Wall Street is no longer cheering bad economic news.
For weeks the stock market rallied on every economic speed bump. Investors figured the growing pains would force the Federal Reserve to keep interest rates extremely low for longer and longer.
That annoying and somewhat perverse trend ended on Wednesday, at least temporarily. The Dow slid 250 points and the Nasdaq tumbled over 2% after the latest in a long line of alarming economic reports. The S&P 500 declined over 1%.
“You’re at a point now where you can no longer say bad news is good news. That’s not working anymore. You’ve got to show some growth here,” said Joe Saluzzi, co-head of trading at Themis Trading.
The growth jitters have knocked the stock market well below the levels it soared to last week after the Fed signaled a slow and steady approach to rate hikes.
Show me the growth: So what’s causing the latest sell-off?
Investors lost their appetite for stocks after the government said orders for big-ticket items like refrigerators unexpectedly fell last month. Even excluding volatile transportation items, so-called durable goods orders dipped in February.
This report wasn’t a one-off blip either. It comes on the heels of other disappointing indicators, including a surprise decline in retail sales and a steep drop in existing home sales.
Yes, some of the economic turbulence may have been caused by the unusually harsh winter. No matter the cause, the U.S. economy no longer looks as hot as it did heading into 2015.
That’s why Wall Street banks are quickly ramping down their growth forecasts. Barclays trimmed its first-quarter U.S. gross domestic product estimate to just 1.2% on Wednesday. That’s a modest trim from the 1.3% forecast before, but it’s certainly not heading in the preferred direction.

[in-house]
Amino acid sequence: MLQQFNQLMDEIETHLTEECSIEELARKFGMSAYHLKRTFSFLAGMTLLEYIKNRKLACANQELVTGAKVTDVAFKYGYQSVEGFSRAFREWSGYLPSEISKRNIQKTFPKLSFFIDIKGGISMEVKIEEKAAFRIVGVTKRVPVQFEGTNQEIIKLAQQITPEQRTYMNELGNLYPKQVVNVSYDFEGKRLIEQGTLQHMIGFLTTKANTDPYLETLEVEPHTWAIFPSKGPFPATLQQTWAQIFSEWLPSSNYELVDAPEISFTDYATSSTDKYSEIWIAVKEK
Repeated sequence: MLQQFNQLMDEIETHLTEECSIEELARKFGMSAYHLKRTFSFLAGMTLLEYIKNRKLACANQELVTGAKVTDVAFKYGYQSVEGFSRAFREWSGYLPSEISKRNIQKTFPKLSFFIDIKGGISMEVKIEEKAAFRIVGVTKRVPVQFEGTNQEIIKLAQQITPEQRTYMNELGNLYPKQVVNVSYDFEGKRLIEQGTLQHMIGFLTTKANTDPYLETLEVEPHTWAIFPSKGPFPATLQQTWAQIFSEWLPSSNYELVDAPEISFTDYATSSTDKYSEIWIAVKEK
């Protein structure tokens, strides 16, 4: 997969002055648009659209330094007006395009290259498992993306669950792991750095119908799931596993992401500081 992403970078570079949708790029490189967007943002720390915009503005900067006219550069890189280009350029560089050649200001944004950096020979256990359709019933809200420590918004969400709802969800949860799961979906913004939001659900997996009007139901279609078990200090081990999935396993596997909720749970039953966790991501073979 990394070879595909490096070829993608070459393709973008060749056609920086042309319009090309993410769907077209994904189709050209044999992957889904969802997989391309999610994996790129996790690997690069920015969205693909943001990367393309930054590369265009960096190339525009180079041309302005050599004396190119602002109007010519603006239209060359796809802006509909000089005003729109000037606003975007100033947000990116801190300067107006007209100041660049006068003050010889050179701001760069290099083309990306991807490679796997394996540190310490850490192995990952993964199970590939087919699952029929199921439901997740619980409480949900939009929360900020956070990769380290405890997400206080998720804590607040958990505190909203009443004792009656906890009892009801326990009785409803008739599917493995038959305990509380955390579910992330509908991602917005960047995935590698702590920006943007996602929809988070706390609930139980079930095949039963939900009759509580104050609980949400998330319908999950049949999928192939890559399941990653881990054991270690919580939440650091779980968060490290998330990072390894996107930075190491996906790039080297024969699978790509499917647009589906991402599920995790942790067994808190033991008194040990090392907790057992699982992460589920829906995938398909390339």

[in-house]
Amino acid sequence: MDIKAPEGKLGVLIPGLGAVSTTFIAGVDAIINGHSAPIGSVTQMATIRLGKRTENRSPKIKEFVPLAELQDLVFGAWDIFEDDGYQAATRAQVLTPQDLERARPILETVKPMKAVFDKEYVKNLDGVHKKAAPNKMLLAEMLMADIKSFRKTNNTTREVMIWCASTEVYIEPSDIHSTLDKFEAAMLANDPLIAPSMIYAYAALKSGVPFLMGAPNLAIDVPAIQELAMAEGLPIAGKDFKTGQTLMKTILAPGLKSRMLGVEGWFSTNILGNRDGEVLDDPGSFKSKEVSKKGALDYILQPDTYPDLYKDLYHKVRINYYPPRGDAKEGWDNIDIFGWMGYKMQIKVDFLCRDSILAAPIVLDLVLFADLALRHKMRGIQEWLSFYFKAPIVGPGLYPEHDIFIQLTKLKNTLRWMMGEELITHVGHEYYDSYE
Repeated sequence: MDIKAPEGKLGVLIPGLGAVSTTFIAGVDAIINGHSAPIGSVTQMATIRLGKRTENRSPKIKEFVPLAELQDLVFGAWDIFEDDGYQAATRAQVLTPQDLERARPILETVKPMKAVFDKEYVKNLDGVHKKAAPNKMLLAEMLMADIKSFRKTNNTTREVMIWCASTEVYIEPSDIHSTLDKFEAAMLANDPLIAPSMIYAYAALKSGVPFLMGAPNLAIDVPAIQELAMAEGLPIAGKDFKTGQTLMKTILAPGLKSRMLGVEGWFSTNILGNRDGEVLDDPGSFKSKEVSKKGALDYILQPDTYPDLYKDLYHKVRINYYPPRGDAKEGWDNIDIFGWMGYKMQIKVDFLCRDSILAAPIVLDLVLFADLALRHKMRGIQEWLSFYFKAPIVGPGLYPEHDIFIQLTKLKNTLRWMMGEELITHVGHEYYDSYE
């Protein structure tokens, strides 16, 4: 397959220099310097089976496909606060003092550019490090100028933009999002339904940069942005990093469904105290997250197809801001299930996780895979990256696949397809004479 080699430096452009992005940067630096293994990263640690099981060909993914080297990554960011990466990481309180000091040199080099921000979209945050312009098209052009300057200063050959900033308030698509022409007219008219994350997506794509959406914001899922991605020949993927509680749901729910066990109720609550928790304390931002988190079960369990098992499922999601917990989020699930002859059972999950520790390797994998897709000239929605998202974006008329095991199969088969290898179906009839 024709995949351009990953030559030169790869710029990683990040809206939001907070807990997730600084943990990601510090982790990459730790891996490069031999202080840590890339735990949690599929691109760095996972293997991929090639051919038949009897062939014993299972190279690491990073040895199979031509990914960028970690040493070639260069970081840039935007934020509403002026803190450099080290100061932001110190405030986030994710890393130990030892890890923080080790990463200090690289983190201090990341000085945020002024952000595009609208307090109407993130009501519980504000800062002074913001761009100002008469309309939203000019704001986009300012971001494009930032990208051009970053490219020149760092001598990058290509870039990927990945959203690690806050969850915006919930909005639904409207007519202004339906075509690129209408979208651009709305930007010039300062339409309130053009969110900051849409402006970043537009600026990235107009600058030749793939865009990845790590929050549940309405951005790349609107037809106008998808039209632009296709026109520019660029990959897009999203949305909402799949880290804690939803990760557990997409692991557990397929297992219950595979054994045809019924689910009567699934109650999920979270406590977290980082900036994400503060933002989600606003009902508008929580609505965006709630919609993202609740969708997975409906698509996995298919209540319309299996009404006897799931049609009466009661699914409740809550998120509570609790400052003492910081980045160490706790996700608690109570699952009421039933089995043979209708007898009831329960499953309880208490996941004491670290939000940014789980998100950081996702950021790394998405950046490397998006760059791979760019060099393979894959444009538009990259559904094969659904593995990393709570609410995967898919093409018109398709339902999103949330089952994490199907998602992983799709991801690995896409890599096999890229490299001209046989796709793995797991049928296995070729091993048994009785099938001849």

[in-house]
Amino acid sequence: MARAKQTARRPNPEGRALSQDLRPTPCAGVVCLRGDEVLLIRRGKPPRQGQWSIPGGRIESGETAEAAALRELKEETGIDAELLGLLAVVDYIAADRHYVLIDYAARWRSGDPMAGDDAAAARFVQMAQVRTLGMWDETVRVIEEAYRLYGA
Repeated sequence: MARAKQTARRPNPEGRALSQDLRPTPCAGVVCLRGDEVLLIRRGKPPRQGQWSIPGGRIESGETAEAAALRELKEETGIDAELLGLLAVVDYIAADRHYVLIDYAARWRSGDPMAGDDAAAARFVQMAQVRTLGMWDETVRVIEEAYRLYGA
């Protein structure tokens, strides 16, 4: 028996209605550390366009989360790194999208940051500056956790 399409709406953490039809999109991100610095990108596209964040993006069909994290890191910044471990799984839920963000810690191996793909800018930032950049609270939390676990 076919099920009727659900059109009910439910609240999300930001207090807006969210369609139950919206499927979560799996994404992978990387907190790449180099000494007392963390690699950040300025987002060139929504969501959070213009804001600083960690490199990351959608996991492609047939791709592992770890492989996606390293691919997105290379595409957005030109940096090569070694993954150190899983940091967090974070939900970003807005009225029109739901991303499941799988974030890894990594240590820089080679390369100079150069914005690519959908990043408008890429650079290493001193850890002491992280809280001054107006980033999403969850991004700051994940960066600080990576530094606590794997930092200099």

Goldman Sachs cut its forecast from 2% to 1.8%.
Too pricey? All of this renews concerns about whether U.S. stocks have become too expensive. The S&P 500 is currently trading at over 17 times its forward earnings, which is higher than normal, although not at alarm bell levels.
“The market becomes less tolerant of imperfect news” when valuations are this high, said Mark Luschini, chief investment strategist at Janney Capital. “Maybe we’re finally at that inflection point where less-than-good-news is not good news.”
Part of the concern is companies aren’t growing as quickly anymore. There’s chatter that the first quarter of 2015 could be the first time since the financial crisis depths that earnings dip. At this point, that’s all talk — investors will get the actual numbers starting in April.
Biotech bust: Look no further for valuation concerns than the biotech sector. Investors had been clamoring to get a piece of these high-performing stocks, but on Wednesday they took some chips off the table. The iShares Nasdaq Biotechnology ETF retreated over 3% and individual names like Biogen and Regeneron fell even harder.
“We have the view that the biotech sector has risen to the point where valuations seem egregiously high to us,” Luschini said. That makes the group “vulnerable to a rather severe setback,” he said.